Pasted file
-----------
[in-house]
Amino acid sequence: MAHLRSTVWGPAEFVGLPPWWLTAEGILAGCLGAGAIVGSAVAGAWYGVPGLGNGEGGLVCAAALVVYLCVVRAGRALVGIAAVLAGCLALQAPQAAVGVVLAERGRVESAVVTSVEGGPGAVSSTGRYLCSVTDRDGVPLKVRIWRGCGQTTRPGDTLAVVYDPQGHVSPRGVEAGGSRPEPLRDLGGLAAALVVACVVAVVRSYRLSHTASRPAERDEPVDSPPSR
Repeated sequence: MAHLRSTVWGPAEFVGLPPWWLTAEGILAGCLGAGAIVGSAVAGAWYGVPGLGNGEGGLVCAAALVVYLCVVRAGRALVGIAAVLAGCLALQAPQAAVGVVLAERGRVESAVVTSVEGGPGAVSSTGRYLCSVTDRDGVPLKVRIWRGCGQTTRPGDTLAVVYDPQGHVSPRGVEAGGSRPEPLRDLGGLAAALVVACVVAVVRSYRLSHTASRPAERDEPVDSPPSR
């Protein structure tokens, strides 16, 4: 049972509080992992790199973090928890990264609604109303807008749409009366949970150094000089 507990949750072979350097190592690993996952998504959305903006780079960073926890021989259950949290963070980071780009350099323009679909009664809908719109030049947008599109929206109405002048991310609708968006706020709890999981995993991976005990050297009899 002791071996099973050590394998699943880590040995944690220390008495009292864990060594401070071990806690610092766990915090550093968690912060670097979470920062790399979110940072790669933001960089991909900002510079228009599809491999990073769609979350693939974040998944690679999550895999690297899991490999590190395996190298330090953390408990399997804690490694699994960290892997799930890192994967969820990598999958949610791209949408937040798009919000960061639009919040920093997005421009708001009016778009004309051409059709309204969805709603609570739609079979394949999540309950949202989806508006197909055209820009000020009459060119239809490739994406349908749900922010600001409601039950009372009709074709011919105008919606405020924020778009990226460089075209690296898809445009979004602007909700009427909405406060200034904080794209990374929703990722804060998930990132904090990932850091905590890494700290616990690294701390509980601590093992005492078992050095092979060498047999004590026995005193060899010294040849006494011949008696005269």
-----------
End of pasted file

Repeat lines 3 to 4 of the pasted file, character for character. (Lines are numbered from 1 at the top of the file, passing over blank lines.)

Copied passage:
Repeated sequence: MAHLRSTVWGPAEFVGLPPWWLTAEGILAGCLGAGAIVGSAVAGAWYGVPGLGNGEGGLVCAAALVVYLCVVRAGRALVGIAAVLAGCLALQAPQAAVGVVLAERGRVESAVVTSVEGGPGAVSSTGRYLCSVTDRDGVPLKVRIWRGCGQTTRPGDTLAVVYDPQGHVSPRGVEAGGSRPEPLRDLGGLAAALVVACVVAVVRSYRLSHTASRPAERDEPVDSPPSR
């Protein structure tokens, strides 16, 4: 049972509080992992790199973090928890990264609604109303807008749409009366949970150094000089 507990949750072979350097190592690993996952998504959305903006780079960073926890021989259950949290963070980071780009350099323009679909009664809908719109030049947008599109929206109405002048991310609708968006706020709890999981995993991976005990050297009899 002791071996099973050590394998699943880590040995944690220390008495009292864990060594401070071990806690610092766990915090550093968690912060670097979470920062790399979110940072790669933001960089991909900002510079228009599809491999990073769609979350693939974040998944690679999550895999690297899991490999590190395996190298330090953390408990399997804690490694699994960290892997799930890192994967969820990598999958949610791209949408937040798009919000960061639009919040920093997005421009708001009016778009004309051409059709309204969805709603609570739609079979394949999540309950949202989806508006197909055209820009000020009459060119239809490739994406349908749900922010600001409601039950009372009709074709011919105008919606405020924020778009990226460089075209690296898809445009979004602007909700009427909405406060200034904080794209990374929703990722804060998930990132904090990932850091905590890494700290616990690294701390509980601590093992005492078992050095092979060498047999004590026995005193060899010294040849006494011949008696005269």